An aging population will exacerbate the trend as an increasing number of older Americans shift to Medicare and, at least during the economic downturn, if unemployed consumers move to Medicaid coverage. Organic growth, though, will be limited by more and more patient care moving to lower-cost nonhospital settings, including those operated by nontraditional providers, which drives down potential reimbursement revenue.

Consolidation efforts will be driven in large part by an attraction to new markets and the desire to provide more services. This was seen recently when Virginia-based Sentara Healthcare and North Carolina's Cone health signed a letter of intent to merge. The two entities had no overlapping markets and will look to expand their reach in those two states. Likewise, Michigan-based Trinity Health recently acquired a majority stake in urgent care provider Premier Health, allowing it to increase its multi-state presence and expand its service lines.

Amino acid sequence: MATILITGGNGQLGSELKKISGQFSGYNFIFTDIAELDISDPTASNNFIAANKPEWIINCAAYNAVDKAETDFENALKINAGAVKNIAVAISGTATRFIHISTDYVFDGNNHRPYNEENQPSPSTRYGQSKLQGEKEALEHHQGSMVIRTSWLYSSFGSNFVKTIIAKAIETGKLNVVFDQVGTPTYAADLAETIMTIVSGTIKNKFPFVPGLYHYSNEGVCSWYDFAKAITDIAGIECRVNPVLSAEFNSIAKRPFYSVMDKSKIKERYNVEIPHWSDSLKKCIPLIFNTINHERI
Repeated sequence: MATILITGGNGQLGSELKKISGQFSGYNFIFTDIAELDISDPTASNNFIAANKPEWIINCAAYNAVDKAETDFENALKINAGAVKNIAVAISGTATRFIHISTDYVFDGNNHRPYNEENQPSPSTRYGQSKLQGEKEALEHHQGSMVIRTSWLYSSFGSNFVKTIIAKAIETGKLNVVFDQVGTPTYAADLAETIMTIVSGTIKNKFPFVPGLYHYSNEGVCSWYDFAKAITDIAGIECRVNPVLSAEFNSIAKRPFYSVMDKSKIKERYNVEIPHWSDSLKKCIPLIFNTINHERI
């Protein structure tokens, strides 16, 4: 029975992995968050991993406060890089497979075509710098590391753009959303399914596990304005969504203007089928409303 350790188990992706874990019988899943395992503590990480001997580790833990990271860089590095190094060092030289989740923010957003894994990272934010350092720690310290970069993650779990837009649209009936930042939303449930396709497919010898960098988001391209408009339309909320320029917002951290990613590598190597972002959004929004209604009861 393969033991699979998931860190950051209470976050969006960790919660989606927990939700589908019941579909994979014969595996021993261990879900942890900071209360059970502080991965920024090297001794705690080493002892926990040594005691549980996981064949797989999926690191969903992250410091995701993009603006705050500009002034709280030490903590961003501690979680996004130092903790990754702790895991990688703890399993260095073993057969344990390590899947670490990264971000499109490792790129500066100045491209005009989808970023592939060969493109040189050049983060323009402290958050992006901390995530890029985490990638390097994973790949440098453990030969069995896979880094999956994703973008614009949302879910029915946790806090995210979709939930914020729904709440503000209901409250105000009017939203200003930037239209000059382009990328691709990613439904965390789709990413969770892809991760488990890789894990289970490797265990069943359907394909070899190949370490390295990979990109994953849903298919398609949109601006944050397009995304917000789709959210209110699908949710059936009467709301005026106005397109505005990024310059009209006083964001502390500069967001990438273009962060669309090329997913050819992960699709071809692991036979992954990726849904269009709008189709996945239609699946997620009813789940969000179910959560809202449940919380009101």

Nonprofit health systems' revenue has steadily increased over the past decade, which Moody's attributes at least partially to consolidation. Increased scale provides large health systems with greater leverage in negotiations with payers, boosting reimbursement revenue. And the access to clinical and technological resources attracts patients for complex procedures that drive revenue.

In the next year to 18 months, M&A activity is poised to increase among for-profit hospitals, which have unprecedented levels of liquidity due to rapid cost reductions and significant CARES Act support early in the pandemic. Consolidation will be focused on enhancing services provided outside the hospital as consumers seek more access points and flexibility, said Moody's.